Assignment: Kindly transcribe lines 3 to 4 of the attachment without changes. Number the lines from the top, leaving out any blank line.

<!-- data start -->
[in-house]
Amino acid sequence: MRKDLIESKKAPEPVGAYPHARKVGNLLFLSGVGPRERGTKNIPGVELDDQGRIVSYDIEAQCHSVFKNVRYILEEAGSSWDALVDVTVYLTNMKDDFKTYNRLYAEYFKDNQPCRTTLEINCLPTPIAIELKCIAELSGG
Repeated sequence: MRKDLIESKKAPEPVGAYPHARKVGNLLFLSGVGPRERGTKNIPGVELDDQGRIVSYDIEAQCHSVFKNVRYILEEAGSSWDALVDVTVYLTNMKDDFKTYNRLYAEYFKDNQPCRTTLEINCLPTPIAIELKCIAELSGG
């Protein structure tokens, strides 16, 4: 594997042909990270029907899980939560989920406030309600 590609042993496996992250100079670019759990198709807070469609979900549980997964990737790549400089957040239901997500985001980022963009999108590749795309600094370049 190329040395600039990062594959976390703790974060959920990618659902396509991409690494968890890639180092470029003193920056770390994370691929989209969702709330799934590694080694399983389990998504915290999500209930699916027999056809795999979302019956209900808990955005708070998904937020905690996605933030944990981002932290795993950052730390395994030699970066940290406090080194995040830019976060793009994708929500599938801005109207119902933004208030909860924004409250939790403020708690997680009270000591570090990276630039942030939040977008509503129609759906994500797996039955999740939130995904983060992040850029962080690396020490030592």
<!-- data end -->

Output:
Repeated sequence: MRKDLIESKKAPEPVGAYPHARKVGNLLFLSGVGPRERGTKNIPGVELDDQGRIVSYDIEAQCHSVFKNVRYILEEAGSSWDALVDVTVYLTNMKDDFKTYNRLYAEYFKDNQPCRTTLEINCLPTPIAIELKCIAELSGG
């Protein structure tokens, strides 16, 4: 594997042909990270029907899980939560989920406030309600 590609042993496996992250100079670019759990198709807070469609979900549980997964990737790549400089957040239901997500985001980022963009999108590749795309600094370049 190329040395600039990062594959976390703790974060959920990618659902396509991409690494968890890639180092470029003193920056770390994370691929989209969702709330799934590694080694399983389990998504915290999500209930699916027999056809795999979302019956209900808990955005708070998904937020905690996605933030944990981002932290795993950052730390395994030699970066940290406090080194995040830019976060793009994708929500599938801005109207119902933004208030909860924004409250939790403020708690997680009270000591570090990276630039942030939040977008509503129609759906994500797996039955999740939130995904983060992040850029962080690396020490030592």